Limerick ‘not getting fair share of the pie’ when it comes to health spending

Mike Dwane

Reporter:

Mike Dwane

HSE figures show that resources have drained away from Limerick towards Galway since the former Mid-Western Health Board was assimilated into the Galway-headquartered HSE West.

HSE figures show that resources have drained away from Limerick towards Galway since the former Mid-Western Health Board was assimilated into the Galway-headquartered HSE West.

This year, the HSE has allocated €611 million to fund hospital, community and social services in Galway/Roscommon compared to €608 million in Limerick, Clare and North Tipperary. Preliminary 2011 census figures show that the population served by the HSE Mid-West integrated services area is 64,000 higher than in Galway/Roscommon.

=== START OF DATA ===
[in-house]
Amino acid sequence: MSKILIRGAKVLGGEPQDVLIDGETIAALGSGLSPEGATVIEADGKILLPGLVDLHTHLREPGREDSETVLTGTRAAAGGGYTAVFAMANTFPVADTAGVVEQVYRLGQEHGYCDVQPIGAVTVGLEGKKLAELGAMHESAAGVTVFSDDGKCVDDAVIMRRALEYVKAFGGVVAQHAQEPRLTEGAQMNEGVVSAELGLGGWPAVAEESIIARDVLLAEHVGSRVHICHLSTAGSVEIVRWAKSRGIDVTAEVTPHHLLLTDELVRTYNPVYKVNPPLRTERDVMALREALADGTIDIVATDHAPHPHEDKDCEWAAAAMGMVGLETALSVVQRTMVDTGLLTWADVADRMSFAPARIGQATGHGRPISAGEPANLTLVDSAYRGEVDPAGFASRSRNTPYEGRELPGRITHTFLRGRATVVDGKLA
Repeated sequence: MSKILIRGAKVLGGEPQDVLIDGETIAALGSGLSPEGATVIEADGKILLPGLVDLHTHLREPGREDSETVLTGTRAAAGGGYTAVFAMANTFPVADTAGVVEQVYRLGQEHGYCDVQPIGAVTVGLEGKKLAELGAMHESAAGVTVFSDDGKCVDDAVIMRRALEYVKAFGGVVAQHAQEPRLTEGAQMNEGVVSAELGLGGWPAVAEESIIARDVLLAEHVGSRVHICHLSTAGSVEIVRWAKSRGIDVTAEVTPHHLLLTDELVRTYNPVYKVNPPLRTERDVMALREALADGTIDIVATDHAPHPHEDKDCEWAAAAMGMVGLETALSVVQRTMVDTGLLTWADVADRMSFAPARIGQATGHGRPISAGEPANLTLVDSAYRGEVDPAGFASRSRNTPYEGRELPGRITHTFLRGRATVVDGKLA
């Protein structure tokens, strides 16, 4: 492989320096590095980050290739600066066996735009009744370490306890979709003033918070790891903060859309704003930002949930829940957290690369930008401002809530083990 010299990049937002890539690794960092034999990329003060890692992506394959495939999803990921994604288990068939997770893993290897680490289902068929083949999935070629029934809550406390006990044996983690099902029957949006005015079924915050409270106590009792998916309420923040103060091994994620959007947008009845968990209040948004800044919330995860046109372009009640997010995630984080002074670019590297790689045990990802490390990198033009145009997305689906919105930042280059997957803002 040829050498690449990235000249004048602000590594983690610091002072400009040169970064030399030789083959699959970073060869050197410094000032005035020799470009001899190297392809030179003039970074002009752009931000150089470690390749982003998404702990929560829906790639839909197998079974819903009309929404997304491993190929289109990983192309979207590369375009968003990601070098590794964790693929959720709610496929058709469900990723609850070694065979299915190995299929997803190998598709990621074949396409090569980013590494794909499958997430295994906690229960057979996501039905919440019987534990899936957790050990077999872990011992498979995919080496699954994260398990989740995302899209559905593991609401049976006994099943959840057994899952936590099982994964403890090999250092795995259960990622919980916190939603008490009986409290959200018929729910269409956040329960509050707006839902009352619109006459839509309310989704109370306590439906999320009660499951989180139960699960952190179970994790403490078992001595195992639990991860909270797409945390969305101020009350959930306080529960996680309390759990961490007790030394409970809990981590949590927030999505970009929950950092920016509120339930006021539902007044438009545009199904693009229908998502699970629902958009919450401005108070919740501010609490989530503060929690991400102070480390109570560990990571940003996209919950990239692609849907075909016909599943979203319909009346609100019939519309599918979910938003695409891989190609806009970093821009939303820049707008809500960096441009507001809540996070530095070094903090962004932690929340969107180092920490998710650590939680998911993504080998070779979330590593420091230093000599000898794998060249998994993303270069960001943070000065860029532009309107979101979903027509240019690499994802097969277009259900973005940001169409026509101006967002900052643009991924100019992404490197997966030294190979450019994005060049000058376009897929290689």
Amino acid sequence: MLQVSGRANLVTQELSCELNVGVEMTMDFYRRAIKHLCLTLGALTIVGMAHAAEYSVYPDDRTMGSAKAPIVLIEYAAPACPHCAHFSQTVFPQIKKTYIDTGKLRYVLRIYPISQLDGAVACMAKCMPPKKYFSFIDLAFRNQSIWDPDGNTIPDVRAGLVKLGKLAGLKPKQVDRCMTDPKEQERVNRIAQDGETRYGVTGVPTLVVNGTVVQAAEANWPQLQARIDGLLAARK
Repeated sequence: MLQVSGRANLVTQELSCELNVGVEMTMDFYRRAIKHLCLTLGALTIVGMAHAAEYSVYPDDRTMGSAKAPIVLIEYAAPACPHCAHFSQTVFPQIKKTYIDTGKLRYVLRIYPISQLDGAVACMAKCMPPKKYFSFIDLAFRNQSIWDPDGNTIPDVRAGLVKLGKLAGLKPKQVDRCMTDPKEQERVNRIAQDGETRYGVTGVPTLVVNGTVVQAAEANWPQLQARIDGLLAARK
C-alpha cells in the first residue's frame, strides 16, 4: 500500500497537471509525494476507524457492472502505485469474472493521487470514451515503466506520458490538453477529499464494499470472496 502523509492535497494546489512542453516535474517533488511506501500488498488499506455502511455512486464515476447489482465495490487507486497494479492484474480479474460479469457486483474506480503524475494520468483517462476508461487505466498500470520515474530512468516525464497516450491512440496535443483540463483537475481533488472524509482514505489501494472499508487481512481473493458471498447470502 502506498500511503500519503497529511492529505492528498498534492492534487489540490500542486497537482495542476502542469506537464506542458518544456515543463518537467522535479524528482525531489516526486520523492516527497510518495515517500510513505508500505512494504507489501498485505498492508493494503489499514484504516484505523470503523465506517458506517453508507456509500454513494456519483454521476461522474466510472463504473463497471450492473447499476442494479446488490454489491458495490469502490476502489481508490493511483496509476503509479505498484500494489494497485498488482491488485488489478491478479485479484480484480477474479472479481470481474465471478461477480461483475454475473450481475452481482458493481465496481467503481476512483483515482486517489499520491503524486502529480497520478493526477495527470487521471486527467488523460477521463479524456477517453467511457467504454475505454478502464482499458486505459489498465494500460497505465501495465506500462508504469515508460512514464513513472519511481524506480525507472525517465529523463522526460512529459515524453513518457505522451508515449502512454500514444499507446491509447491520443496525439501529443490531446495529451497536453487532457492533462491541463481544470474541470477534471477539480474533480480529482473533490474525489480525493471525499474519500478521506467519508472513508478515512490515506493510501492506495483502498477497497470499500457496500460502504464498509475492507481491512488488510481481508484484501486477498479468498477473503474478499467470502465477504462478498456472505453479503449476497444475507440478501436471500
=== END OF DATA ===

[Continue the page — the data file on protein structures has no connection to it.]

At an Oireachtas hearing, Fine Gael’s Deputy Kieran O’Donnell asked HSE officials, including chief executive Cathal Magee, to explain why Limerick was “the poor relation” when it came to funding healthcare.

The HSE figures, seen by the Limerick Leader, shows that per capita health spending in the Mid-West in 2010 - at €2709 - was below the national average of €2830 and fell significantly short of the average spend in the HSE West (€3095), a region which stretches from Abbeyfeale to Donegal.

The statistics show that the budget allocation to the Mid-West as a percentage of the HSE West total fell by almost two per cent between 2006 and 2010. A similar pattern was played out in relation to the two largest acute hospitals in both regions - Galway University Hospital and the Mid-Western Regional in Dooradoyle. Over those five years, the allocation to the Limerick hospital compared to GUH fell by over seven per cent.

*A full version of this story was published in the print edition of Limerick Leader, dated October 22, 2011